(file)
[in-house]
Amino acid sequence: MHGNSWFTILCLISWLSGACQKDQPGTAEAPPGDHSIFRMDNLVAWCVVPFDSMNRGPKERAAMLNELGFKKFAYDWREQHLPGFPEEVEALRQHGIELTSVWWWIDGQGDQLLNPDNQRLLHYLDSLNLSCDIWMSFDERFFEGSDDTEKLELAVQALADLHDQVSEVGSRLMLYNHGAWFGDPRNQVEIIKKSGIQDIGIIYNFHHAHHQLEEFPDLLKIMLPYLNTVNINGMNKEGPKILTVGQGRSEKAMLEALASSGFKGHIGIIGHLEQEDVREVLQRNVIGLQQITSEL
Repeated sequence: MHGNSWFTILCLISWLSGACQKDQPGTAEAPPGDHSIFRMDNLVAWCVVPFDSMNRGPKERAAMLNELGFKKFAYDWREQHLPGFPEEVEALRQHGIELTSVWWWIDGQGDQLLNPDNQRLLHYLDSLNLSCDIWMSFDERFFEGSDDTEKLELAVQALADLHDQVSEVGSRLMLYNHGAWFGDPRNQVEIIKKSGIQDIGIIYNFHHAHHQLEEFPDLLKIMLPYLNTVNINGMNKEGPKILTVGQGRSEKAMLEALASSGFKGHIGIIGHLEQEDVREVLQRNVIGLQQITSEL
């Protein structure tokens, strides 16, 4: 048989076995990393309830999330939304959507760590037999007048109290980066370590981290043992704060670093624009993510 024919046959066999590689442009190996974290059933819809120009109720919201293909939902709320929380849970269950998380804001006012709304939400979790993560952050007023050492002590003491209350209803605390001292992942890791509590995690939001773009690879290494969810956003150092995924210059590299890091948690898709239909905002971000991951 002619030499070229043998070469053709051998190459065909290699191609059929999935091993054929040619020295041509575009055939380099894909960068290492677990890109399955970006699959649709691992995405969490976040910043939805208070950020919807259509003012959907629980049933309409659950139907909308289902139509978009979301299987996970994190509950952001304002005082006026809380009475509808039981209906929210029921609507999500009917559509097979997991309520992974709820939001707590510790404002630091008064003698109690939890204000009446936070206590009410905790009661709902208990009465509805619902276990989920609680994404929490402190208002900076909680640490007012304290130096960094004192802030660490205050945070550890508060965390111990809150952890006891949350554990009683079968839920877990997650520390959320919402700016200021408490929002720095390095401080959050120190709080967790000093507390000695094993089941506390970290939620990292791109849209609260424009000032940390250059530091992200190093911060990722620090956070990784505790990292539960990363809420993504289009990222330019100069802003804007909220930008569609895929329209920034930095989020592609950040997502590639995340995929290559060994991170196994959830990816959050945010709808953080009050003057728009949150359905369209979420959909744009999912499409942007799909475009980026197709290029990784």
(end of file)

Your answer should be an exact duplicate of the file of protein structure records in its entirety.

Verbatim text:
[in-house]
Amino acid sequence: MHGNSWFTILCLISWLSGACQKDQPGTAEAPPGDHSIFRMDNLVAWCVVPFDSMNRGPKERAAMLNELGFKKFAYDWREQHLPGFPEEVEALRQHGIELTSVWWWIDGQGDQLLNPDNQRLLHYLDSLNLSCDIWMSFDERFFEGSDDTEKLELAVQALADLHDQVSEVGSRLMLYNHGAWFGDPRNQVEIIKKSGIQDIGIIYNFHHAHHQLEEFPDLLKIMLPYLNTVNINGMNKEGPKILTVGQGRSEKAMLEALASSGFKGHIGIIGHLEQEDVREVLQRNVIGLQQITSEL
Repeated sequence: MHGNSWFTILCLISWLSGACQKDQPGTAEAPPGDHSIFRMDNLVAWCVVPFDSMNRGPKERAAMLNELGFKKFAYDWREQHLPGFPEEVEALRQHGIELTSVWWWIDGQGDQLLNPDNQRLLHYLDSLNLSCDIWMSFDERFFEGSDDTEKLELAVQALADLHDQVSEVGSRLMLYNHGAWFGDPRNQVEIIKKSGIQDIGIIYNFHHAHHQLEEFPDLLKIMLPYLNTVNINGMNKEGPKILTVGQGRSEKAMLEALASSGFKGHIGIIGHLEQEDVREVLQRNVIGLQQITSEL
């Protein structure tokens, strides 16, 4: 048989076995990393309830999330939304959507760590037999007048109290980066370590981290043992704060670093624009993510 024919046959066999590689442009190996974290059933819809120009109720919201293909939902709320929380849970269950998380804001006012709304939400979790993560952050007023050492002590003491209350209803605390001292992942890791509590995690939001773009690879290494969810956003150092995924210059590299890091948690898709239909905002971000991951 002619030499070229043998070469053709051998190459065909290699191609059929999935091993054929040619020295041509575009055939380099894909960068290492677990890109399955970006699959649709691992995405969490976040910043939805208070950020919807259509003012959907629980049933309409659950139907909308289902139509978009979301299987996970994190509950952001304002005082006026809380009475509808039981209906929210029921609507999500009917559509097979997991309520992974709820939001707590510790404002630091008064003698109690939890204000009446936070206590009410905790009661709902208990009465509805619902276990989920609680994404929490402190208002900076909680640490007012304290130096960094004192802030660490205050945070550890508060965390111990809150952890006891949350554990009683079968839920877990997650520390959320919402700016200021408490929002720095390095401080959050120190709080967790000093507390000695094993089941506390970290939620990292791109849209609260424009000032940390250059530091992200190093911060990722620090956070990784505790990292539960990363809420993504289009990222330019100069802003804007909220930008569609895929329209920034930095989020592609950040997502590639995340995929290559060994991170196994959830990816959050945010709808953080009050003057728009949150359905369209979420959909744009999912499409942007799909475009980026197709290029990784």